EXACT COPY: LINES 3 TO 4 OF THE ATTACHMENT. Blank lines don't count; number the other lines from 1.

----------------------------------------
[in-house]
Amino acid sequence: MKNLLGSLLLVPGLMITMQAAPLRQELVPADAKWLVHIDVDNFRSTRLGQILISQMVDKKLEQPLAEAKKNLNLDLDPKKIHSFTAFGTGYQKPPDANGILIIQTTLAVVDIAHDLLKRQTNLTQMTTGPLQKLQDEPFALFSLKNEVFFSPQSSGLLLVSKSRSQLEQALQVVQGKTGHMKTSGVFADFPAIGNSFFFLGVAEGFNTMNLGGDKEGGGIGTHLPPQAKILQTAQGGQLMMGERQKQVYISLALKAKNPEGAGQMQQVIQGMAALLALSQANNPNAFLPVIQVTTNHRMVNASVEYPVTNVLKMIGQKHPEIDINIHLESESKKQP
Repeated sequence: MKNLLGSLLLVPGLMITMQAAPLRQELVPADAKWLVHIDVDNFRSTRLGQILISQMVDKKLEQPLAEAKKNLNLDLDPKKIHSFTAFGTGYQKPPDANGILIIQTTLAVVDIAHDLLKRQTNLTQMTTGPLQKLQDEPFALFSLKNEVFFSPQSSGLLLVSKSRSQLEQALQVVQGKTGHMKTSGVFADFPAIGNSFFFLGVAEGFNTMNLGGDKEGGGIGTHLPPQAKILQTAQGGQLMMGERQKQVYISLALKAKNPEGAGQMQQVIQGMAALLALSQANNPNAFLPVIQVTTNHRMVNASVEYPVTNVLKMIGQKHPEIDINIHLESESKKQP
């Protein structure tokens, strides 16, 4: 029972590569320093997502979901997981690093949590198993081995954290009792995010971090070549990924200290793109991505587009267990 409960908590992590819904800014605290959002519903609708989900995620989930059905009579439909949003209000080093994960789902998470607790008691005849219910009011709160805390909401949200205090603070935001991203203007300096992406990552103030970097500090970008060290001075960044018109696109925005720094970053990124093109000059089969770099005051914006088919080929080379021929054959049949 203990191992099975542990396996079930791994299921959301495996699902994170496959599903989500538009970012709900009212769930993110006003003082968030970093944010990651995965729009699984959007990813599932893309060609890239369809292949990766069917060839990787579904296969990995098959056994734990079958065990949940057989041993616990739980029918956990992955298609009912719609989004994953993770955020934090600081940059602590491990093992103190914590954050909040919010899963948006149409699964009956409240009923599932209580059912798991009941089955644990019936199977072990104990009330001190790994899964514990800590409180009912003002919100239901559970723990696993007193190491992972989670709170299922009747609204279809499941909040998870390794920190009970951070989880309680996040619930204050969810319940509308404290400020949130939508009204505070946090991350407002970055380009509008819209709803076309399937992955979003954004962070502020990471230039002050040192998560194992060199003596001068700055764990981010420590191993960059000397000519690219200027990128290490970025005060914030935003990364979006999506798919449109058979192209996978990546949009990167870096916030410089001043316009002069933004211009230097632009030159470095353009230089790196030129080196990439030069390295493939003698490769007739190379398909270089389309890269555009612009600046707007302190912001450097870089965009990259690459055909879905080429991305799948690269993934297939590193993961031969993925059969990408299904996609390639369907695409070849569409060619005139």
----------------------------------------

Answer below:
Repeated sequence: MKNLLGSLLLVPGLMITMQAAPLRQELVPADAKWLVHIDVDNFRSTRLGQILISQMVDKKLEQPLAEAKKNLNLDLDPKKIHSFTAFGTGYQKPPDANGILIIQTTLAVVDIAHDLLKRQTNLTQMTTGPLQKLQDEPFALFSLKNEVFFSPQSSGLLLVSKSRSQLEQALQVVQGKTGHMKTSGVFADFPAIGNSFFFLGVAEGFNTMNLGGDKEGGGIGTHLPPQAKILQTAQGGQLMMGERQKQVYISLALKAKNPEGAGQMQQVIQGMAALLALSQANNPNAFLPVIQVTTNHRMVNASVEYPVTNVLKMIGQKHPEIDINIHLESESKKQP
């Protein structure tokens, strides 16, 4: 029972590569320093997502979901997981690093949590198993081995954290009792995010971090070549990924200290793109991505587009267990 409960908590992590819904800014605290959002519903609708989900995620989930059905009579439909949003209000080093994960789902998470607790008691005849219910009011709160805390909401949200205090603070935001991203203007300096992406990552103030970097500090970008060290001075960044018109696109925005720094970053990124093109000059089969770099005051914006088919080929080379021929054959049949 203990191992099975542990396996079930791994299921959301495996699902994170496959599903989500538009970012709900009212769930993110006003003082968030970093944010990651995965729009699984959007990813599932893309060609890239369809292949990766069917060839990787579904296969990995098959056994734990079958065990949940057989041993616990739980029918956990992955298609009912719609989004994953993770955020934090600081940059602590491990093992103190914590954050909040919010899963948006149409699964009956409240009923599932209580059912798991009941089955644990019936199977072990104990009330001190790994899964514990800590409180009912003002919100239901559970723990696993007193190491992972989670709170299922009747609204279809499941909040998870390794920190009970951070989880309680996040619930204050969810319940509308404290400020949130939508009204505070946090991350407002970055380009509008819209709803076309399937992955979003954004962070502020990471230039002050040192998560194992060199003596001068700055764990981010420590191993960059000397000519690219200027990128290490970025005060914030935003990364979006999506798919449109058979192209996978990546949009990167870096916030410089001043316009002069933004211009230097632009030159470095353009230089790196030129080196990439030069390295493939003698490769007739190379398909270089389309890269555009612009600046707007302190912001450097870089965009990259690459055909879905080429991305799948690269993934297939590193993961031969993925059969990408299904996609390639369907695409070849569409060619005139």